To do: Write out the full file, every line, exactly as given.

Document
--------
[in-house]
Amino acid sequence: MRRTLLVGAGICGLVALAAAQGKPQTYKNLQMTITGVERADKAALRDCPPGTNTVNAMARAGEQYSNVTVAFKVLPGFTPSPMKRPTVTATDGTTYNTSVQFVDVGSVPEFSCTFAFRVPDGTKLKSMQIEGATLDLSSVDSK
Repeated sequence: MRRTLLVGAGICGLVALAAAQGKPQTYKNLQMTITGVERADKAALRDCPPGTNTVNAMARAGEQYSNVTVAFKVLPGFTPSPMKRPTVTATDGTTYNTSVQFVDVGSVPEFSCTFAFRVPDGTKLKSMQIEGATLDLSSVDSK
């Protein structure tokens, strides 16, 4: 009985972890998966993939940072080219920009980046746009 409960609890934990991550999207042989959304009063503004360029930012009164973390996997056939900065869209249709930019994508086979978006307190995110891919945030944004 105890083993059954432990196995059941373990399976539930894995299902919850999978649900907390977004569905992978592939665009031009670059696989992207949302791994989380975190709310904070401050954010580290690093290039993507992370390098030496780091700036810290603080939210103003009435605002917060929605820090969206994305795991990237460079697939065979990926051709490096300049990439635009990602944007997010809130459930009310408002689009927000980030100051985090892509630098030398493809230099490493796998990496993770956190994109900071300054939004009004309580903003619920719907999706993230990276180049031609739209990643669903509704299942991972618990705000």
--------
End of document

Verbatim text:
[in-house]
Amino acid sequence: MRRTLLVGAGICGLVALAAAQGKPQTYKNLQMTITGVERADKAALRDCPPGTNTVNAMARAGEQYSNVTVAFKVLPGFTPSPMKRPTVTATDGTTYNTSVQFVDVGSVPEFSCTFAFRVPDGTKLKSMQIEGATLDLSSVDSK
Repeated sequence: MRRTLLVGAGICGLVALAAAQGKPQTYKNLQMTITGVERADKAALRDCPPGTNTVNAMARAGEQYSNVTVAFKVLPGFTPSPMKRPTVTATDGTTYNTSVQFVDVGSVPEFSCTFAFRVPDGTKLKSMQIEGATLDLSSVDSK
């Protein structure tokens, strides 16, 4: 009985972890998966993939940072080219920009980046746009 409960609890934990991550999207042989959304009063503004360029930012009164973390996997056939900065869209249709930019994508086979978006307190995110891919945030944004 105890083993059954432990196995059941373990399976539930894995299902919850999978649900907390977004569905992978592939665009031009670059696989992207949302791994989380975190709310904070401050954010580290690093290039993507992370390098030496780091700036810290603080939210103003009435605002917060929605820090969206994305795991990237460079697939065979990926051709490096300049990439635009990602944007997010809130459930009310408002689009927000980030100051985090892509630098030398493809230099490493796998990496993770956190994109900071300054939004009004309580903003619920719907999706993230990276180049031609739209990643669903509704299942991972618990705000």